From Comcast SportsNetWASHINGTON (AP) -- Henrik Lundqvist had just spent the better part of 4 hours repelling pucks and shooing skaters from the crease in the pressure-packed situation known as the Stanley Cup playoffs.When it was all over, after the calendar moved from Wednesday to Thursday and the New York Rangers had defeated the Washington Capitals 2-1 in three overtimes, Lundqvist was absolutely drained."I think my entire body is just tired right now," said Lundqvist, who stopped 45 shots to help New York take a 2-1 lead in the series. "I just want to lay down and relax and get a message. My neck is hurting."Marian Gaborik scored at 14:41 of the third overtime to help the Eastern Conference's regular-season champs grab back home-ice advantage from the seventh-seeded Capitals.Brad Richards sent a pass from the backboards toward Gaborik, who ended the marathon by sliding the puck between the pads of rookie goaltender Braden Holtby."When you get into that many hours of playing, it becomes a mental game," Rangers coach John Tortorella said. "I felt if the game got longer and longer, our team was at an advantage. We have a mentally tough group. Just not giving in -- that's the key."It was Gaborik's first goal since New York's first playoff game against Ottawa, snapping an eight-game drought."I hope it gets Gabby going," Tortorella said. "He's a guy we need as we continue."Holtby stopped 47 shots for the Capitals, but the last one got away."You just try to play every period the same," he said. "Once you start putting more pressure on yourself because it's overtime, that's when bad things start to happen. The game started to open up in the third overtime, but it happens."Early in the third overtime, Washington killed a New York power play to keep the suspense going.The game started at 7:40 p.m. and stretched into the next day, ending at 12:14 a.m. Thursday. There will be a two-day break before the teams meet for Game 4 on Saturday in Washington.Asked if this game was a series-turner, Tortorella said, "The impact is we're up a game. They have to win three, we have to win two. The guys should feel good about themselves as far as what they went through. They didn't give in and found a way. Now we go about our business."It was yet another low scoring, extremely tight game for the Capitals. Nine of Washington's 10 playoff games have been decided by one goal; the exception was New York's 3-1 win in the series opener.John Carlson got a second-period goal for the Capitals, 2-3 in overtime this postseason. Ryan Callahan scored in the second period to make it 1-0 for New York, which improved to 1-2 in overtime during these playoffs.Washington star Alex Ovechkin, who logged only 13 minutes of ice time in the Capitals' 3-2 victory Monday in Game 2 in New York, finished with 20 minutes in regulation. He had 6 minutes in the first period, compared to 3 in Game 2. After two periods, his 14:49 of ice time was the most on the team.The difference was that in the previous game, Washington bolted to a 2-0 lead and didn't need the offense that Ovechkin is capable of providing. Despite his extended play in regulation, he was used very sparingly during overtime.Tortorella, in contrast, milked more than 40 minutes apiece out of defensemen Marc Staal and Ryan McDonagh before the game entered the third overtime.Early in the first extra period, Washington's Troy Brouwer got a pass in front of the net and inexplicably shot the puck wide. At the 15-minute mark, Ovechkin gathered in a turnover by Anton Stralman, moved in with a bouncing puck and drilled a shot off the right post.The goal horn sounded, and many in the sellout crowd stood and cheered. But a replay showed the puck never entered the net.Washington successfully killed a New York power play in the final minutes of the first extra session.Fatigue became a factor in the second overtime, as the teams combined for 13 shots.The Rangers had a chance to take the lead late in regulation when Mike Knuble was called for goaltender interference at 14:25 of the third period, even though he received a nudge from both Brian Boyle and McDonagh as he crashed into Lundqvist. New York failed to get off a shot, and with 13 seconds left on the man advantage, Richards was called for tripping.Washington didn't get off a shot on its power play, either.The Capitals outshot New York 13-10 during a scoreless first period in which Washington had the lone power play. Lundqvist denied Marcus Johansson on a shot from the low end of the right circle with just over 13 minutes elapsed, and seconds later Ovechkin was leveled by Staal after unleashing a wrist shot from the left circle.New York's first power play provided the game's initial goal. With Brooks Laich off for hooking, Rangers defenseman Michael Del Zotto took a shot from the left circle that hit Carlson and Washington's Matt Hendricks. Callahan was in position to sweep the bouncing puck into the right side of the net.Washington killed 27 of 30 penalties in the postseason before Callahan's goal. It was bad omen for the Capitals, who were 5-1 in the playoffs when scoring first and 0-3 when falling behind 1-0.Carlson tied it at 11:10, deftly skating from left to right around three Rangers in the New York zone before launching a wrist shot that whizzed past Lundqvist's right shoulder into the top of the net. Stralman got caught up ice, and Carlson skated around Gaborik to get free.NOTES:Visiting teams are 13-6 in overtime this postseason. ... Rangers C Brandon Dubinsky was scratched for a third straight game with an unspecified injury. ... Washington had won five straight home playoff games against the Rangers, dating to 2009 and including last season. ... It was the third-longest game in Capitals history and the fifth-longest for the Rangers.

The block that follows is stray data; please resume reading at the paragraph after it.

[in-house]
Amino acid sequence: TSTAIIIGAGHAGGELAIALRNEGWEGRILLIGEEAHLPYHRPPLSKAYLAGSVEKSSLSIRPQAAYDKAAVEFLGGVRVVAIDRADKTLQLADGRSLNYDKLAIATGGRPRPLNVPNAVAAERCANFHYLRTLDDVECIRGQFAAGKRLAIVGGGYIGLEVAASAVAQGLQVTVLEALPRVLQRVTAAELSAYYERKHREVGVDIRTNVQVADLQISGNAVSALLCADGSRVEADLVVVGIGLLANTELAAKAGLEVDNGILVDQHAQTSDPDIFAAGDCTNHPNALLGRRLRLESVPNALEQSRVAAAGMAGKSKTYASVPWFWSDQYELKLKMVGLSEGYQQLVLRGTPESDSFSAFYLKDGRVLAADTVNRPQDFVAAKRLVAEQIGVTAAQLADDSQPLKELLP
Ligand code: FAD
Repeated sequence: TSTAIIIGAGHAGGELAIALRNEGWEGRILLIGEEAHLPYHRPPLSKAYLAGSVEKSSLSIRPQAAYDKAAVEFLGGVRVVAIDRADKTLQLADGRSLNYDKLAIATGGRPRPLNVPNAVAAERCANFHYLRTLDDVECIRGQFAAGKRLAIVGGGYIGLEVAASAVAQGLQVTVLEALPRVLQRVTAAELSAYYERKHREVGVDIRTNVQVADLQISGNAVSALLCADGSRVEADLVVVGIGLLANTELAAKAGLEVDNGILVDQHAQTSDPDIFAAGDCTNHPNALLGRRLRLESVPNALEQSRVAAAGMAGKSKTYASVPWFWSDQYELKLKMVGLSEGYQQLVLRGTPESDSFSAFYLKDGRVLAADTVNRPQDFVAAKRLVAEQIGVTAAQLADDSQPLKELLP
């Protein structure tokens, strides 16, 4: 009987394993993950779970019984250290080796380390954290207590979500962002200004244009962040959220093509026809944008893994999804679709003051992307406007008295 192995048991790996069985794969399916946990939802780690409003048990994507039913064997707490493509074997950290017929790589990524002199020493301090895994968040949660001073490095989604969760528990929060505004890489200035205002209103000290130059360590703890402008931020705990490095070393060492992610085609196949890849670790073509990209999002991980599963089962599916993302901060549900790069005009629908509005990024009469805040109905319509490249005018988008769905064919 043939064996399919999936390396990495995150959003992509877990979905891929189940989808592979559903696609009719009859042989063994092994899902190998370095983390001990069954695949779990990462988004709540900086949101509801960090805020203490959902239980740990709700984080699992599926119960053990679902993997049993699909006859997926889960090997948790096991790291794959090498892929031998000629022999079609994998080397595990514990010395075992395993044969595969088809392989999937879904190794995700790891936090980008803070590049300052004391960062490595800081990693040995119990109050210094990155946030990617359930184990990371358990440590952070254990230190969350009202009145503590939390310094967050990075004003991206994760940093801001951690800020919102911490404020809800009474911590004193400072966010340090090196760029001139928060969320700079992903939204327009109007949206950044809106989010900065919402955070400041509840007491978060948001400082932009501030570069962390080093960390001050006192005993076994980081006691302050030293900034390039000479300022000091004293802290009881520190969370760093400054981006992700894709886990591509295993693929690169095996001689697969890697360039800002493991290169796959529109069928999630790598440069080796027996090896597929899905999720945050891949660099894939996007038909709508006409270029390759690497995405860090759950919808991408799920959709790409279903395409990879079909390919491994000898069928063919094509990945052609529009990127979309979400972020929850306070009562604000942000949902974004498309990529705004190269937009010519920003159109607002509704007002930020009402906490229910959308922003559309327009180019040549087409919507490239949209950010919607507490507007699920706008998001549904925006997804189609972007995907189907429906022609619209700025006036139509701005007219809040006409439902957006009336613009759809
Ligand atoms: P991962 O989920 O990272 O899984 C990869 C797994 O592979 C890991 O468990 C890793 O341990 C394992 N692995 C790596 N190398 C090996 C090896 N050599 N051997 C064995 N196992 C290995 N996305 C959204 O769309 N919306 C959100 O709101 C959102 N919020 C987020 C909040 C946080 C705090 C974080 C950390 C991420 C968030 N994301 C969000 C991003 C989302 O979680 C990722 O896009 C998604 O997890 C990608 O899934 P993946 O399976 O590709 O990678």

As the trade deadline approaches, it seems that hasn’t changed.